Important Message about LEARN NC

LEARN NC is evaluating its role in the current online education environment as it relates directly to the mission of UNC-Chapel Hill School of Education (UNC-CH SOE). We plan to look at our ability to facilitate the transmission of the best research coming out of UNC-CH SOE and other campus partners to support classroom teachers across North Carolina. We will begin by evaluating our existing faculty and student involvement with various NC public schools to determine what might be useful to share with you.

Don’t worry! The lesson plans, articles, and textbooks you use and love aren’t going away. They are simply being moved into the new LEARN NC Digital Archive. While we are moving away from a focus on publishing, we know it’s important that educators have access to these kinds of resources. These resources will be preserved on our website for the foreseeable future. That said, we’re directing our resources into our newest efforts, so we won’t be adding to the archive or updating its contents. This means that as the North Carolina Standard Course of Study changes in the future, we won’t be re-aligning resources. Our full-text and tag searches should make it possible for you to find exactly what you need, regardless of standards alignment.

Traditional assessments are “tests” taken with paper and pencil that are usually true/false, matching, or multiple choice. These assessments are easy to grade, but only test isolated application, facts, or memorized data at lower-level thinking skills. Traditional assessment provides little evidence of what a language learner actually can do with the language.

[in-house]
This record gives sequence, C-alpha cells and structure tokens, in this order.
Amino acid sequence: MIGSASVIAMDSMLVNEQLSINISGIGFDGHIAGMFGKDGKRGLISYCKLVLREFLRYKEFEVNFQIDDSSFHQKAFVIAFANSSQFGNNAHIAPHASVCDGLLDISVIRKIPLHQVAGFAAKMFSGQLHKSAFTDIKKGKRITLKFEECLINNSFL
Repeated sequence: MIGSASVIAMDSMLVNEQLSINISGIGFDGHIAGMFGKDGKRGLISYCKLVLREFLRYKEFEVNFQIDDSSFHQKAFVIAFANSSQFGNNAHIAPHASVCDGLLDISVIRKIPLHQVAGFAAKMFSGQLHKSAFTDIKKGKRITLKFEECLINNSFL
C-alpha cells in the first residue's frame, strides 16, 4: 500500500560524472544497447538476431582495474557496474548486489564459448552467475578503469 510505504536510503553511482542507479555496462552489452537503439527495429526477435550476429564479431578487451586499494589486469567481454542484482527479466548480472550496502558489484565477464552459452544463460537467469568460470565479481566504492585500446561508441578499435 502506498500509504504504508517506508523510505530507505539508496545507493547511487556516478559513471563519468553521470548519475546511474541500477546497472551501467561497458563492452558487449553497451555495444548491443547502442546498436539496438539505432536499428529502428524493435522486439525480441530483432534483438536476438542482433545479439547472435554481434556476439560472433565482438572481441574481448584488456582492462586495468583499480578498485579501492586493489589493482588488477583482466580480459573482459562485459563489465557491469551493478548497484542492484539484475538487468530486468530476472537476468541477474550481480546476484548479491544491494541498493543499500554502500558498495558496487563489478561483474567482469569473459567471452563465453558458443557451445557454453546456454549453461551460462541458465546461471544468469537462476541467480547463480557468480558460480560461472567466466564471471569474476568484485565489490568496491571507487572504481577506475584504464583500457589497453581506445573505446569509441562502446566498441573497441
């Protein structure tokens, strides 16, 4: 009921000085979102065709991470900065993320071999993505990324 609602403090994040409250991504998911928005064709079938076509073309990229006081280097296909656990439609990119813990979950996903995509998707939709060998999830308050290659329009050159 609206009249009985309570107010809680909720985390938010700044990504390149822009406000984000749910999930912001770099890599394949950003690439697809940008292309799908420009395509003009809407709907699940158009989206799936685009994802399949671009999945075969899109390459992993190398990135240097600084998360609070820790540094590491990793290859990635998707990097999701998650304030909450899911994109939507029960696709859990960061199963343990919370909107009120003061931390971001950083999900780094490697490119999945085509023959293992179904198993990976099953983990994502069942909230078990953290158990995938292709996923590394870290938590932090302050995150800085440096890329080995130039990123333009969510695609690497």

In order to evaluate what a language learner can do with the language, a student must be evaluated using various performance tasks and assessments.

Performance assessments include authentic assessments, alternative assessments, and integrated performance assessments.

Learners must use more complex, higher-order thinking skills. They must reason, problem-solve, or collaborate with others to produce individual responses. Rubrics, provided ahead of time so learners know their expectations, are used to evaluate students on multiple competency levels.

In Herman, Aschabacher, and Winters, 1992, alternative assessment, authentic assessment, and performance-based assessment “require students to generate rather than choose a response.”

Alternative assessments focus on the students’ strengths — what they can do — allowing the teacher to choose an appropriate assessment for students with different learning styles, maturity levels, learning disabilities, physical disabilities, and other characteristics that could affect language performance. While one student may choose to write a response, another student may perform better in a role-play situation.

Although paper and pencil tests can be effective when assessing listening and reading comprehension skills, they are not appropriate assessment methods for performance skills such as speaking and writing. In a balanced assessment program, a variety of assessment techniques should be incorporated into daily instruction.

Authentic assessments combine the traditional academic content with the knowledge and skills needed to function appropriately in the real world. The context, purpose, audience, and focus should connect to real-world situations and problems.

Performance-based assessments require the learner to perform in realistic situations. Students participate in specific tasks, interviews, or performances that are appropriate to the audience and setting.